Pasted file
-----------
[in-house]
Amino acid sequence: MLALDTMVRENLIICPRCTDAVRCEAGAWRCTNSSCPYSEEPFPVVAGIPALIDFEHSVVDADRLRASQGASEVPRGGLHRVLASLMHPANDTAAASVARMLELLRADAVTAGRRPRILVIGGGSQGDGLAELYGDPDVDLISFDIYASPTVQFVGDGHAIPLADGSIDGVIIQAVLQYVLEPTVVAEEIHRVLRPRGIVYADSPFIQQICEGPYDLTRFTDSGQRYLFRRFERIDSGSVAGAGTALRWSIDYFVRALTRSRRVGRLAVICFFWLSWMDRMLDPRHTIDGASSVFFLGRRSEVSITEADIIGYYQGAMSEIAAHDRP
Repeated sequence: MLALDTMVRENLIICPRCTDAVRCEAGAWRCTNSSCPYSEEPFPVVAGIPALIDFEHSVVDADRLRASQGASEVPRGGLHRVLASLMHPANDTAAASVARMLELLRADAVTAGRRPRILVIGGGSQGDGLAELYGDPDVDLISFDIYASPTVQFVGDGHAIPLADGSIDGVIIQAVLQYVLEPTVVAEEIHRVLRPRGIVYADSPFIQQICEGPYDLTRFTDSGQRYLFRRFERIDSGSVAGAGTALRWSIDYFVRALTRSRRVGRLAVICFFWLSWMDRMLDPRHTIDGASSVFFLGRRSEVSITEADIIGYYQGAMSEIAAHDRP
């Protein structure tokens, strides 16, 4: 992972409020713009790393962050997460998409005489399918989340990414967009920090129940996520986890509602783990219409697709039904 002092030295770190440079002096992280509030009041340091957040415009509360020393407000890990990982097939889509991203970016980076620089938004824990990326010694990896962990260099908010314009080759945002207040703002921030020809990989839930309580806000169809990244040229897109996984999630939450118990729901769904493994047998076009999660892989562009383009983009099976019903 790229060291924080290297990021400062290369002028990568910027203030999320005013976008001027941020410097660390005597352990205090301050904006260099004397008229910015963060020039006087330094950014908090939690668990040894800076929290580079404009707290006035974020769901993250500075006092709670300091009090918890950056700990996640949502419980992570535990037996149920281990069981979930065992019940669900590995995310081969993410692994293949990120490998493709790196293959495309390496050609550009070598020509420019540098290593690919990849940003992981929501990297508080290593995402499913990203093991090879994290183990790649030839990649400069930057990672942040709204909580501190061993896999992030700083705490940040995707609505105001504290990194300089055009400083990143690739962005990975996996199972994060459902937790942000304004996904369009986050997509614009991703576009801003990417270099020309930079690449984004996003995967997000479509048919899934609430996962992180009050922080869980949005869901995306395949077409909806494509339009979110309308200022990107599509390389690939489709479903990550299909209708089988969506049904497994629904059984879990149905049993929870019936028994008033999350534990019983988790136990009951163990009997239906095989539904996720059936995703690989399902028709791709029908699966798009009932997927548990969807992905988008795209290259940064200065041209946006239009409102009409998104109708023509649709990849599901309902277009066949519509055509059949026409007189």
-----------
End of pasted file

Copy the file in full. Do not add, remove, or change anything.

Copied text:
[in-house]
Amino acid sequence: MLALDTMVRENLIICPRCTDAVRCEAGAWRCTNSSCPYSEEPFPVVAGIPALIDFEHSVVDADRLRASQGASEVPRGGLHRVLASLMHPANDTAAASVARMLELLRADAVTAGRRPRILVIGGGSQGDGLAELYGDPDVDLISFDIYASPTVQFVGDGHAIPLADGSIDGVIIQAVLQYVLEPTVVAEEIHRVLRPRGIVYADSPFIQQICEGPYDLTRFTDSGQRYLFRRFERIDSGSVAGAGTALRWSIDYFVRALTRSRRVGRLAVICFFWLSWMDRMLDPRHTIDGASSVFFLGRRSEVSITEADIIGYYQGAMSEIAAHDRP
Repeated sequence: MLALDTMVRENLIICPRCTDAVRCEAGAWRCTNSSCPYSEEPFPVVAGIPALIDFEHSVVDADRLRASQGASEVPRGGLHRVLASLMHPANDTAAASVARMLELLRADAVTAGRRPRILVIGGGSQGDGLAELYGDPDVDLISFDIYASPTVQFVGDGHAIPLADGSIDGVIIQAVLQYVLEPTVVAEEIHRVLRPRGIVYADSPFIQQICEGPYDLTRFTDSGQRYLFRRFERIDSGSVAGAGTALRWSIDYFVRALTRSRRVGRLAVICFFWLSWMDRMLDPRHTIDGASSVFFLGRRSEVSITEADIIGYYQGAMSEIAAHDRP
């Protein structure tokens, strides 16, 4: 992972409020713009790393962050997460998409005489399918989340990414967009920090129940996520986890509602783990219409697709039904 002092030295770190440079002096992280509030009041340091957040415009509360020393407000890990990982097939889509991203970016980076620089938004824990990326010694990896962990260099908010314009080759945002207040703002921030020809990989839930309580806000169809990244040229897109996984999630939450118990729901769904493994047998076009999660892989562009383009983009099976019903 790229060291924080290297990021400062290369002028990568910027203030999320005013976008001027941020410097660390005597352990205090301050904006260099004397008229910015963060020039006087330094950014908090939690668990040894800076929290580079404009707290006035974020769901993250500075006092709670300091009090918890950056700990996640949502419980992570535990037996149920281990069981979930065992019940669900590995995310081969993410692994293949990120490998493709790196293959495309390496050609550009070598020509420019540098290593690919990849940003992981929501990297508080290593995402499913990203093991090879994290183990790649030839990649400069930057990672942040709204909580501190061993896999992030700083705490940040995707609505105001504290990194300089055009400083990143690739962005990975996996199972994060459902937790942000304004996904369009986050997509614009991703576009801003990417270099020309930079690449984004996003995967997000479509048919899934609430996962992180009050922080869980949005869901995306395949077409909806494509339009979110309308200022990107599509390389690939489709479903990550299909209708089988969506049904497994629904059984879990149905049993929870019936028994008033999350534990019983988790136990009951163990009997239906095989539904996720059936995703690989399902028709791709029908699966798009009932997927548990969807992905988008795209290259940064200065041209946006239009409102009409998104109708023509649709990849599901309902277009066949519509055509059949026409007189």